This felt like my first really productive day in about two weeks.
📖 Read pages 40-57, Chapter 1. What is it About Bread: Classification of breads & beginning of 12 stages of bread, of The Bread Baker’s Apprentice: Mastering the Art of Extraordinary Bread by (Ten Speed Press, , ISBN: 978-1-60774-865-6)
Lots of nice definitions and categorization, though I can already tell from other readings that some of the definitions, particularly for pre-ferments, aren’t always as solid as I’d like them to be. As if he were a mathematician, however, he seems to delineate a pretty tight set here that he indicates he’ll stick to throughout the book.
Four types of pre-fermented dough
Stiff/firm: pâte fermentée and biga (no salt)
Wet: poolish and sponge (or levain levure)
The girls bicker and are at each other’s throats until mom comes home to say they’re expanding the house and adding on an extra room. Ramona gets it first.
Today’s word of the day: varlet!Syndicated copies to:
📖 Read pages i-39, Acknowledgements, Preface, Introduction, beginning of Chapter 1. What is it About Bread, of The Bread Baker’s Apprentice: Mastering the Art of Extraordinary Bread by (Ten Speed Press, , ISBN: 978-1-60774-865-6)
The opening is perhaps overly romanticized, though still interesting. He does relatively quickly get into the good stuff though.
Somehow this isn’t as entertaining as prior incarnations of Ramona, perhaps because it was written a few decades later? There’s still a kernel of Ramona, but something seems off.
Again, some unnecessary anti-girl statements that really weren’t necessary. While somewhat funny, not quite as funny a chapter as Cleary’s usual work.Syndicated copies to:
📖 Read pages 195-244, Part 5: The Custard Continuum, of Ratio: The Simple Codes Behind the Craft of Everyday Cooking by (Scribner, , ISBN: 978-1-4165-661-3)
The Custard Continuum may have been one of my favorite parts of the book. I particularly like that he includes a recipe for butterscotch, which he’s right in saying that there are so few.Syndicated copies to:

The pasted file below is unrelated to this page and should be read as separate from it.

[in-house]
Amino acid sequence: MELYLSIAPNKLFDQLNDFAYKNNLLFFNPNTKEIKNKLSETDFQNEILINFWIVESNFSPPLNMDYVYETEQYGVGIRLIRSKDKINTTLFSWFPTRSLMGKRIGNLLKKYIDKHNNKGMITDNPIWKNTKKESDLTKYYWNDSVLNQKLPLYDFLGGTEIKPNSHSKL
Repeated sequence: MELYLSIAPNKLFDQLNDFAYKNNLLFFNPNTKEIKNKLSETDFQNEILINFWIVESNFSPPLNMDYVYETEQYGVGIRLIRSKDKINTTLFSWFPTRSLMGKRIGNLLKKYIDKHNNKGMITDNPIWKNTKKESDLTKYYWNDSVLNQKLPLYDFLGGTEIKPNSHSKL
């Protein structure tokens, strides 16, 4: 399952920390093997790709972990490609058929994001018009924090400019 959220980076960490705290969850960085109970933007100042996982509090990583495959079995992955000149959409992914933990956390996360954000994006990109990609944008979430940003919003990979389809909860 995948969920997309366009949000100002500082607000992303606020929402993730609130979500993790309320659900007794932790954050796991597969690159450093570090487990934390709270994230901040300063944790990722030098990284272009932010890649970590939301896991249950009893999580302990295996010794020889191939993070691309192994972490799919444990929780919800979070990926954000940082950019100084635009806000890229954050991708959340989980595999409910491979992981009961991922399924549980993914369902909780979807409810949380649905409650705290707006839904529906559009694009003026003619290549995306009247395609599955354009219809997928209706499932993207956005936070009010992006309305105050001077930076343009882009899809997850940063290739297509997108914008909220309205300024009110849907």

I am really struck by the dated anti-girl rhetoric in the story. The “you can’t take a girl anywhere” business is just a bit much in a more modern reading of this. While otherwise generally entertaining, I’m not sure I could recommend this to young boys or girls anymore without a touch of a rewrite to improve the gender equality in the piece.
I don’t mind that there’s a pointed difference in boy’s and girls’ bikes so much, but the ad hominem attack on Beezus “What could you expect when you went to an auction with a girl?” is just a bridge too far.Syndicated copies to:
I’m gender fluid, so I can help out!
–a Girl Scout’s 8 year old brother proudly exclaiming an excuse for helping sister when stopping by the house today to peddle Thin Mints.
📖 Read pages 163-194, Part 4: Fat-Based Sauces, of Ratio: The Simple Codes Behind the Craft of Everyday Cooking by (Scribner, , ISBN: 978-1-4165-661-3)
Mayonnaise: 20 parts oil: 1 part liquid: 1 part yolk
Hollandaise: 5 parts butter: 1 part liquid: 1 part yolk
Vinaigrette: 3 parts oil: 1 part vinegar
Rule of thumb: You probably don’t need as much yolk as you thought you did.
I like that he provides the simple ratios with some general advice up front and then includes some ideas about variations before throwing in a smattering of specific recipes that one could use. For my own part, most of these chapters could be cut down to two pages and then perhaps even then cut the book down to a single sheet for actual use in the kitchen.
Highlights, Quotes, & Marginalia
But what greatly helps the oil and water to remain separate is, among other things, a molecule in the yolk called lecithin, which, McGee explains, is part water soluble and part fat soluble.
Added on Sunday, February 4, 2018
The traditional ratio, not by weight, is excellent and works beautifully: Hollandaise = 1 pound butter: 6 yolks. This ratio seems to have originated with Escoffier. Some cookbooks call for considerably less butter per yok, as little as 3 and some even closer to 2 to 1, but then you’re creeping into sabayon territory; whats more, I believe it’s a cook’s moral obligation to add more butter given the chance.
more butter given the chance! Reminiscent of the Paula Deen phrase: “Mo’e butta is mo’e betta.”
Added on Sunday, February 4, 2018
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Hoping this will be enough beans for the base of my gargantuan 8 layer dip.
In the days of home newspaper delivery this is just awesome. A dog so good at fetching newspapers, he collects them from the entire neighborhood! What a good belly laugh at the childishness of it all.Syndicated copies to: